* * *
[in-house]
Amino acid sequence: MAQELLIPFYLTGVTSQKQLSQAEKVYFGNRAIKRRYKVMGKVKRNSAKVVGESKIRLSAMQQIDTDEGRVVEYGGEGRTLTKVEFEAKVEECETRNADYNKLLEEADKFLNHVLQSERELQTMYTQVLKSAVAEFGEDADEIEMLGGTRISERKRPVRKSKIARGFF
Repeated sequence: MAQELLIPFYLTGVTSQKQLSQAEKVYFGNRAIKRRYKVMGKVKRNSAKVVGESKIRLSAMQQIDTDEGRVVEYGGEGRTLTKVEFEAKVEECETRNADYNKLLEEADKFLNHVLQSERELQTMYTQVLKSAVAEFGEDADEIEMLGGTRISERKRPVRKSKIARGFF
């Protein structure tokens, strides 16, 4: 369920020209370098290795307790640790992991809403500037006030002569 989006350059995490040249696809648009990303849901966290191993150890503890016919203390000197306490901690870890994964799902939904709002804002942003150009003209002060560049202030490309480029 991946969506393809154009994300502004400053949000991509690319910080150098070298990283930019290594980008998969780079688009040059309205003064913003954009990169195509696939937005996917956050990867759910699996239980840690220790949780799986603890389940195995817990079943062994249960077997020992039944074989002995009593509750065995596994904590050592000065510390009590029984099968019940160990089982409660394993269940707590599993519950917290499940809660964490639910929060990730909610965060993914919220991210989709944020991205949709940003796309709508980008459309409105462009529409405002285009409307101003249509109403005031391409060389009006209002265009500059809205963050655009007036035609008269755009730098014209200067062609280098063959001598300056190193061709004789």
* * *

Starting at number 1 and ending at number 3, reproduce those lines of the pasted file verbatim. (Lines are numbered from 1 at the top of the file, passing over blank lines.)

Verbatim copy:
[in-house]
Amino acid sequence: MAQELLIPFYLTGVTSQKQLSQAEKVYFGNRAIKRRYKVMGKVKRNSAKVVGESKIRLSAMQQIDTDEGRVVEYGGEGRTLTKVEFEAKVEECETRNADYNKLLEEADKFLNHVLQSERELQTMYTQVLKSAVAEFGEDADEIEMLGGTRISERKRPVRKSKIARGFF
Repeated sequence: MAQELLIPFYLTGVTSQKQLSQAEKVYFGNRAIKRRYKVMGKVKRNSAKVVGESKIRLSAMQQIDTDEGRVVEYGGEGRTLTKVEFEAKVEECETRNADYNKLLEEADKFLNHVLQSERELQTMYTQVLKSAVAEFGEDADEIEMLGGTRISERKRPVRKSKIARGFF